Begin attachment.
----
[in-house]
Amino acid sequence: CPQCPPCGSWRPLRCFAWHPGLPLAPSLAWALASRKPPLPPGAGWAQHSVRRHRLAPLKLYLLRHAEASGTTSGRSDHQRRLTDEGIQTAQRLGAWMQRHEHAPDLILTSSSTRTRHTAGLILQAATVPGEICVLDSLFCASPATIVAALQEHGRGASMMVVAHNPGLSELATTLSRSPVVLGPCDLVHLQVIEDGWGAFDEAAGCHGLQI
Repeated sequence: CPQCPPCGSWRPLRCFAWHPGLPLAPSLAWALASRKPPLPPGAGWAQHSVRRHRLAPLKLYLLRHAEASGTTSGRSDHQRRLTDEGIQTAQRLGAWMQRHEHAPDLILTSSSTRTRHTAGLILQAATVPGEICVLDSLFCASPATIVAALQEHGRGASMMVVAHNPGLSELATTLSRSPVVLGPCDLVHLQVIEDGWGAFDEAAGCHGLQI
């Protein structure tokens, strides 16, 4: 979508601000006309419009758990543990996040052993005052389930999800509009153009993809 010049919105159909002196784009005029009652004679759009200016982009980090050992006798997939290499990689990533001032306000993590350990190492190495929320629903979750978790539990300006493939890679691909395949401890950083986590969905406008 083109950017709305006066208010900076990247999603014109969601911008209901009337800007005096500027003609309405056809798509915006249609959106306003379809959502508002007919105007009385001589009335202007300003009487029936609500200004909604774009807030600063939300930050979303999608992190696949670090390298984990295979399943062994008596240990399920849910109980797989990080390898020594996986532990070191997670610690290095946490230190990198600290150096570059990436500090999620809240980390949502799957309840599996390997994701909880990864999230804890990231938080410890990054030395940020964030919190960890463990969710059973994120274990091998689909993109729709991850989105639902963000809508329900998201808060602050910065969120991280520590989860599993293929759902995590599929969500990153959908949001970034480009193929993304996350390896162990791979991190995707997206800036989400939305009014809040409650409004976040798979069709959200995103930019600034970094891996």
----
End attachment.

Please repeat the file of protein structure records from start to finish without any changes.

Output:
[in-house]
Amino acid sequence: CPQCPPCGSWRPLRCFAWHPGLPLAPSLAWALASRKPPLPPGAGWAQHSVRRHRLAPLKLYLLRHAEASGTTSGRSDHQRRLTDEGIQTAQRLGAWMQRHEHAPDLILTSSSTRTRHTAGLILQAATVPGEICVLDSLFCASPATIVAALQEHGRGASMMVVAHNPGLSELATTLSRSPVVLGPCDLVHLQVIEDGWGAFDEAAGCHGLQI
Repeated sequence: CPQCPPCGSWRPLRCFAWHPGLPLAPSLAWALASRKPPLPPGAGWAQHSVRRHRLAPLKLYLLRHAEASGTTSGRSDHQRRLTDEGIQTAQRLGAWMQRHEHAPDLILTSSSTRTRHTAGLILQAATVPGEICVLDSLFCASPATIVAALQEHGRGASMMVVAHNPGLSELATTLSRSPVVLGPCDLVHLQVIEDGWGAFDEAAGCHGLQI
């Protein structure tokens, strides 16, 4: 979508601000006309419009758990543990996040052993005052389930999800509009153009993809 010049919105159909002196784009005029009652004679759009200016982009980090050992006798997939290499990689990533001032306000993590350990190492190495929320629903979750978790539990300006493939890679691909395949401890950083986590969905406008 083109950017709305006066208010900076990247999603014109969601911008209901009337800007005096500027003609309405056809798509915006249609959106306003379809959502508002007919105007009385001589009335202007300003009487029936609500200004909604774009807030600063939300930050979303999608992190696949670090390298984990295979399943062994008596240990399920849910109980797989990080390898020594996986532990070191997670610690290095946490230190990198600290150096570059990436500090999620809240980390949502799957309840599996390997994701909880990864999230804890990231938080410890990054030395940020964030919190960890463990969710059973994120274990091998689909993109729709991850989105639902963000809508329900998201808060602050910065969120991280520590989860599993293929759902995590599929969500990153959908949001970034480009193929993304996350390896162990791979991190995707997206800036989400939305009014809040409650409004976040798979069709959200995103930019600034970094891996």